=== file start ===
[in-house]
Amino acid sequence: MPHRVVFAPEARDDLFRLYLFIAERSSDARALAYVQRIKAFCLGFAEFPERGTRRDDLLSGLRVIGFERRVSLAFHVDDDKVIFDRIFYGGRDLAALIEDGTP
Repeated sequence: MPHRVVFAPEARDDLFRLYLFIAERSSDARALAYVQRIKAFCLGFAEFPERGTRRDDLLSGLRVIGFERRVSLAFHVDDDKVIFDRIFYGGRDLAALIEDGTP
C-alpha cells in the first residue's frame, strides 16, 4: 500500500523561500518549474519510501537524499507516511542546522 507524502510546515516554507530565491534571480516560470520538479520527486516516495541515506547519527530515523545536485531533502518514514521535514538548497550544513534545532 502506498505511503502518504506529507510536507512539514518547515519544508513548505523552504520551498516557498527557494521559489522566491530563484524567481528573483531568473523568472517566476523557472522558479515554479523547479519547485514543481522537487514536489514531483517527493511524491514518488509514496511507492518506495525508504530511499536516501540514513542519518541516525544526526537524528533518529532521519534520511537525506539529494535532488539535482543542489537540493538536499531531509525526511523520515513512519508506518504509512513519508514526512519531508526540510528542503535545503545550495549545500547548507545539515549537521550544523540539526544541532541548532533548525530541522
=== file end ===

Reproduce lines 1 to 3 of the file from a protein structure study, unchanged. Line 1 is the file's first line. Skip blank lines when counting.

[in-house]
Amino acid sequence: MPHRVVFAPEARDDLFRLYLFIAERSSDARALAYVQRIKAFCLGFAEFPERGTRRDDLLSGLRVIGFERRVSLAFHVDDDKVIFDRIFYGGRDLAALIEDGTP
Repeated sequence: MPHRVVFAPEARDDLFRLYLFIAERSSDARALAYVQRIKAFCLGFAEFPERGTRRDDLLSGLRVIGFERRVSLAFHVDDDKVIFDRIFYGGRDLAALIEDGTP